How to write Science Fiction
Image courtesy of Edgar Jansen/Flickr

What exactly is Science Fiction? Is it time-travel, alien invasions, a technology apocalypse, or a story revolving around one of Albert Einstein’s theories?

Everything we mentioned falls under science fiction, but what happens when the lines blur more? What happens when some other genre like horror, romance or fantasy is thrown into the mix?

What if you’re writing a love story between an alien and human? Is it categorized as “Romance” or “Science Fiction”?

The lines between genres are blurry. So, what can you do to make sure you’re on the right path when it comes to writing science fiction?

Focusing on your characters and focusing on their relationships is what you should be doing, according to Nic Kelman, a guest columnist for Writer’s Digest.

“The single biggest trap of writing science fiction is focusing on the science, not the fiction,” he writes in his article.

The biggest mistake writers make is that they fill their story with science, science and science! While writers should always take the time to do their research and try to understand the theory, technology or experiment they are referencing or using in their story, they also need to remember that their story is fiction.

Your readers will most likely not be scientists or researchers with a PhD in chemistry, quantum-physics, or space engineering. If you focus too much on the science portion of your story, you run the risk of losing your reader’s interest. If it’s too complicated to read, they won’t read it.

Now, the difference between science fiction and fiction is that science fiction does require some level of science. But, downgrade the science enough so readers have a good idea of what it is, but it’s not slowing down the pace of your story.

“Your premise is ultimately simply a tool for placing characters in situations that we as human beings could not experience except in science fiction,” Kelman wrote.

Once you’ve established your basic narrative, Kelman recommends that you establish what relationships you want to focus on. The story should revolve around these characters and it should be these characters that are affected by the science portion of the story. So, look at is as Cause-and-Effect.

If a character uses a time-machine to go to the past, for example, select a time period and then decide how they could change the future if they mess with something.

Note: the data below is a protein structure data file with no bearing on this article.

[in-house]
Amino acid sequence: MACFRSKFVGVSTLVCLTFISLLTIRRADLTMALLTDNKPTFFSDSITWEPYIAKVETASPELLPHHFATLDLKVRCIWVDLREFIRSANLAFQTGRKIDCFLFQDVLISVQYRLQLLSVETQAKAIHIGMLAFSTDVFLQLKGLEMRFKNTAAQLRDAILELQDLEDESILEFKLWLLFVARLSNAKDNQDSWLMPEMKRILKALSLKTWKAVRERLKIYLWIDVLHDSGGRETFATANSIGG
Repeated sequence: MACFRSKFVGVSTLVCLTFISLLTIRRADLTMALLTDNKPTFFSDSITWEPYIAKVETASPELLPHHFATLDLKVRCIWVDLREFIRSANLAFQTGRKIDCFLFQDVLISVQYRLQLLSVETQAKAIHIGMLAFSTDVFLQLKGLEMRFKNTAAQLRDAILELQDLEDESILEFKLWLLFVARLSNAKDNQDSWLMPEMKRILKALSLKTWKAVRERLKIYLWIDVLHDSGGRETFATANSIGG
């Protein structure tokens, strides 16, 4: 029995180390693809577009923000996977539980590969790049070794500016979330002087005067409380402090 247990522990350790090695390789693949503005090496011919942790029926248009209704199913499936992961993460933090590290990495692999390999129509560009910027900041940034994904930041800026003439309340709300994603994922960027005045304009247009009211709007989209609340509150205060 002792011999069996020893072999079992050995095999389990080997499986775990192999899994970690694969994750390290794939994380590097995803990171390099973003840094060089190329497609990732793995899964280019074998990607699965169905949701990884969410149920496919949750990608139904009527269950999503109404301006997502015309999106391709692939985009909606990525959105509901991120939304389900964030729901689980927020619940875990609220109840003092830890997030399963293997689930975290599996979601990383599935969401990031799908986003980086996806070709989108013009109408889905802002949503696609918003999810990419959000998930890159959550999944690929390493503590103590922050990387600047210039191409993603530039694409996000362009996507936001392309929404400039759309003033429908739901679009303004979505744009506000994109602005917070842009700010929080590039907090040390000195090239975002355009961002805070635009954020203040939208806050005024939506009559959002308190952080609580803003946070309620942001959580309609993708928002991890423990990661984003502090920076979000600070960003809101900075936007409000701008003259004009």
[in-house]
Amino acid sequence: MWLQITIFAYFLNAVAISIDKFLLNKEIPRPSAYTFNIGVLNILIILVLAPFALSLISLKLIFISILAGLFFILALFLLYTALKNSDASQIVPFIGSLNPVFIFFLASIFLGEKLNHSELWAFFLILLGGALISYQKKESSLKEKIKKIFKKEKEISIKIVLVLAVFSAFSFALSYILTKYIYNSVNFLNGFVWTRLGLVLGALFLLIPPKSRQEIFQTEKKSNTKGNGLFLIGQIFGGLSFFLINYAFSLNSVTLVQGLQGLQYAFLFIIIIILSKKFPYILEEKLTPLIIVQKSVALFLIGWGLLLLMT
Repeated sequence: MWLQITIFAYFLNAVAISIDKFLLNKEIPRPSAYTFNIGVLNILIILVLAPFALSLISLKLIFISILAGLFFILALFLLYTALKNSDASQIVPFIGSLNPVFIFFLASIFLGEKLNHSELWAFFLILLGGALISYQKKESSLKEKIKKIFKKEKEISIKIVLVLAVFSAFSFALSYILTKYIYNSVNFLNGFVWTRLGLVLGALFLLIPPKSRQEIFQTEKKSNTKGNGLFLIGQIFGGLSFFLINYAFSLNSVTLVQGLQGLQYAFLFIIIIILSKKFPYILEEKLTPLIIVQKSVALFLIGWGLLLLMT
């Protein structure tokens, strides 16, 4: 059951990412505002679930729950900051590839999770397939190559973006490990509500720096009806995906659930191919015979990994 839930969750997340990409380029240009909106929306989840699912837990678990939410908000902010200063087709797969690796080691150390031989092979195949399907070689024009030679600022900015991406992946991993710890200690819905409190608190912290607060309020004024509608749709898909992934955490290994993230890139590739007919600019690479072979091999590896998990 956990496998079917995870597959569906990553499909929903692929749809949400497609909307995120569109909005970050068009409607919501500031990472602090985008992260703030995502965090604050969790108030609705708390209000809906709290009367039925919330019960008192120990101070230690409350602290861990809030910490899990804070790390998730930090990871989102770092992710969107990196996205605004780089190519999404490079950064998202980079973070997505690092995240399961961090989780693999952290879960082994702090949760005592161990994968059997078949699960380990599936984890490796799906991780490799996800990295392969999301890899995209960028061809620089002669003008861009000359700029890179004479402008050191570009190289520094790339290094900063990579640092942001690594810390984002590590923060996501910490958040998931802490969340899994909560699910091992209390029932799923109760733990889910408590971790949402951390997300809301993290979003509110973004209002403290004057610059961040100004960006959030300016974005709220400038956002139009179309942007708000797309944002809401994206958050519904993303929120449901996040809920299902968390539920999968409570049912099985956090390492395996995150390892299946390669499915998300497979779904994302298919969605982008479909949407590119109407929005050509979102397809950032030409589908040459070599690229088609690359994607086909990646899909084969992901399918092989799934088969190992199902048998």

Here’s an example:

Someone goes back in time and stops the assassination of Abraham Lincoln. What happens? How does that change their “present?” How is history altered?

You need to find a cause-and-effect like this, but it will probably be easier if the change is more personal and less widespread, unless that’s what you’re going for.

So, perhaps your character goes back in time to stop someone from bullying their best friend. When they return to their “present” what has changed? Are they still best friends or have they gone separate ways?

By focusing more on the characters and their relationships, your readers end up caring more about the story rather than the science explanation, but like Kelman mentions in his article, if your interest group is hardcore science fiction lovers, they may be more into the science aspect.

Before you completely minimize the science aspect of your story, or you completely overshadow the fictitious storyline with facts and theories, make sure you decide what readership of the science fiction spectrum you want to reach and what is the best medium for your particular story.

In order to do this, you have to make sure you figure out how your story can best be told.

Your story may be more effective as a screenplay than a novel, for example, so compare your story with others that exist. What medium are they best told in?

This advice goes for all genres.

And if you want to read Kelman’s entire article, you can check out his Writer’s Digest guest post here.


Did you enjoy our thoughts? Did you enjoy his article? Let us know in the comments below and what tips and tricks you have for writing science fiction! And if you want to see more content from us, subscribe to our email list for more thoughts, quotes and writing prompts or follow us on TwitterFacebookInstagram or Pinterest.

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